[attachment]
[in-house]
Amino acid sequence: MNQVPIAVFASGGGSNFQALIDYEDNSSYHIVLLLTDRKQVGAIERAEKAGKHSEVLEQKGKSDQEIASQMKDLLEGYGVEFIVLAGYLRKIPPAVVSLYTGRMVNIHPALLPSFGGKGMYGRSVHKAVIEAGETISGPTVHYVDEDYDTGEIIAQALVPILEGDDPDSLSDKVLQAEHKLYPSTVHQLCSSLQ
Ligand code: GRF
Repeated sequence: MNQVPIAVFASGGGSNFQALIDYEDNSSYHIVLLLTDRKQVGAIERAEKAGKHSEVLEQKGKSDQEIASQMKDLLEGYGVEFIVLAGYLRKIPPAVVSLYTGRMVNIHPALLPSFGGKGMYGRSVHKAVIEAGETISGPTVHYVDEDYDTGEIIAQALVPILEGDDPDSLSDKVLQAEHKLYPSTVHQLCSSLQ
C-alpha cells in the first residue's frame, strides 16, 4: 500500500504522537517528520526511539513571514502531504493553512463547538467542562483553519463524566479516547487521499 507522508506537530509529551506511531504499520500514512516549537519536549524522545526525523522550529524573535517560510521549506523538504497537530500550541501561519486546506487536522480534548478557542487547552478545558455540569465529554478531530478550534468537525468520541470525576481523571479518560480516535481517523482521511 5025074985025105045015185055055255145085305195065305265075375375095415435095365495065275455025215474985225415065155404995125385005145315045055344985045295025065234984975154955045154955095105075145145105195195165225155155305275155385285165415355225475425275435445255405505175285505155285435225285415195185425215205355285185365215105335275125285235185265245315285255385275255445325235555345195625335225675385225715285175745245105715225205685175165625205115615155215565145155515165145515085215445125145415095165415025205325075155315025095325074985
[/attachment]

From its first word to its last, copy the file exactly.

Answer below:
[in-house]
Amino acid sequence: MNQVPIAVFASGGGSNFQALIDYEDNSSYHIVLLLTDRKQVGAIERAEKAGKHSEVLEQKGKSDQEIASQMKDLLEGYGVEFIVLAGYLRKIPPAVVSLYTGRMVNIHPALLPSFGGKGMYGRSVHKAVIEAGETISGPTVHYVDEDYDTGEIIAQALVPILEGDDPDSLSDKVLQAEHKLYPSTVHQLCSSLQ
Ligand code: GRF
Repeated sequence: MNQVPIAVFASGGGSNFQALIDYEDNSSYHIVLLLTDRKQVGAIERAEKAGKHSEVLEQKGKSDQEIASQMKDLLEGYGVEFIVLAGYLRKIPPAVVSLYTGRMVNIHPALLPSFGGKGMYGRSVHKAVIEAGETISGPTVHYVDEDYDTGEIIAQALVPILEGDDPDSLSDKVLQAEHKLYPSTVHQLCSSLQ
C-alpha cells in the first residue's frame, strides 16, 4: 500500500504522537517528520526511539513571514502531504493553512463547538467542562483553519463524566479516547487521499 507522508506537530509529551506511531504499520500514512516549537519536549524522545526525523522550529524573535517560510521549506523538504497537530500550541501561519486546506487536522480534548478557542487547552478545558455540569465529554478531530478550534468537525468520541470525576481523571479518560480516535481517523482521511 5025074985025105045015185055055255145085305195065305265075375375095415435095365495065275455025215474985225415065155404995125385005145315045055344985045295025065234984975154955045154955095105075145145105195195165225155155305275155385285165415355225475425275435445255405505175285505155285435225285415195185425215205355285185365215105335275125285235185265245315285255385275255445325235555345195625335225675385225715285175745245105715225205685175165625205115615155215565145155515165145515085215445125145415095165415025205325075155315025095325074985